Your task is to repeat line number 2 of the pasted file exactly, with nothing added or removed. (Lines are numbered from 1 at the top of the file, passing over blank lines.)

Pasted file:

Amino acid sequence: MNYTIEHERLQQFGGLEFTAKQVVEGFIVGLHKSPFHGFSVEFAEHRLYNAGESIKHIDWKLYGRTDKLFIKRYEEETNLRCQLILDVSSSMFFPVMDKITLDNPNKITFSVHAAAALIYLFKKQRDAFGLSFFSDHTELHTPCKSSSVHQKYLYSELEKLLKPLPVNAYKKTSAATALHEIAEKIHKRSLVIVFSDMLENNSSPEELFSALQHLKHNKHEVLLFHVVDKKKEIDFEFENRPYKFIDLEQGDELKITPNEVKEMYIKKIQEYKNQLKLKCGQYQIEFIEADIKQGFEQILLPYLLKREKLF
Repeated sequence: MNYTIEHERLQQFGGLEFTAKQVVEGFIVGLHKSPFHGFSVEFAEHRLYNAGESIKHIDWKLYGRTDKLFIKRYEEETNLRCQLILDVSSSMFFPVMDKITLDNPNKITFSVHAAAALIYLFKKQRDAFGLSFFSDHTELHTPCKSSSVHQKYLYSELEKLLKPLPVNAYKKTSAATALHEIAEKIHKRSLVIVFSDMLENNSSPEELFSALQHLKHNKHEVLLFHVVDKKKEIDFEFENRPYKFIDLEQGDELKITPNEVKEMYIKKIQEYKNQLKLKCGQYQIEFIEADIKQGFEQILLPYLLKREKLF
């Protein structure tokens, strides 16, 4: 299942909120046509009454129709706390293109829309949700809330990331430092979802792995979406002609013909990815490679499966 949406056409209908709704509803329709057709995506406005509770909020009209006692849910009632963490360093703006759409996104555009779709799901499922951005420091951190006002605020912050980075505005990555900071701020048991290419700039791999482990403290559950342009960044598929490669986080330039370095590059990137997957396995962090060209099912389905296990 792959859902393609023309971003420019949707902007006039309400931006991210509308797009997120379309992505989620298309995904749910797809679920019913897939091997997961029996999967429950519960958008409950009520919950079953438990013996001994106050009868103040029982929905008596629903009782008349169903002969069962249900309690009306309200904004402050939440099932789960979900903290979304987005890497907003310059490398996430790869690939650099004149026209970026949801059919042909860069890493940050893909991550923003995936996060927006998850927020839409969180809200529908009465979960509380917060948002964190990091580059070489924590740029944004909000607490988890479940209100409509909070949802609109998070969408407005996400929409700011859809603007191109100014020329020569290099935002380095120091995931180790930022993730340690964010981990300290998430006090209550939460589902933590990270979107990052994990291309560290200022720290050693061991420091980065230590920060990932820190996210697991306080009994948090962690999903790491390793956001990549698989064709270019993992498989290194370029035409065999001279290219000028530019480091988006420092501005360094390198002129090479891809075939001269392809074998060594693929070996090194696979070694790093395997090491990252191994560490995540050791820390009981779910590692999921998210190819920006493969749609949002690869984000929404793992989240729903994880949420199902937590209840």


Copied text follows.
Repeated sequence: MNYTIEHERLQQFGGLEFTAKQVVEGFIVGLHKSPFHGFSVEFAEHRLYNAGESIKHIDWKLYGRTDKLFIKRYEEETNLRCQLILDVSSSMFFPVMDKITLDNPNKITFSVHAAAALIYLFKKQRDAFGLSFFSDHTELHTPCKSSSVHQKYLYSELEKLLKPLPVNAYKKTSAATALHEIAEKIHKRSLVIVFSDMLENNSSPEELFSALQHLKHNKHEVLLFHVVDKKKEIDFEFENRPYKFIDLEQGDELKITPNEVKEMYIKKIQEYKNQLKLKCGQYQIEFIEADIKQGFEQILLPYLLKREKLF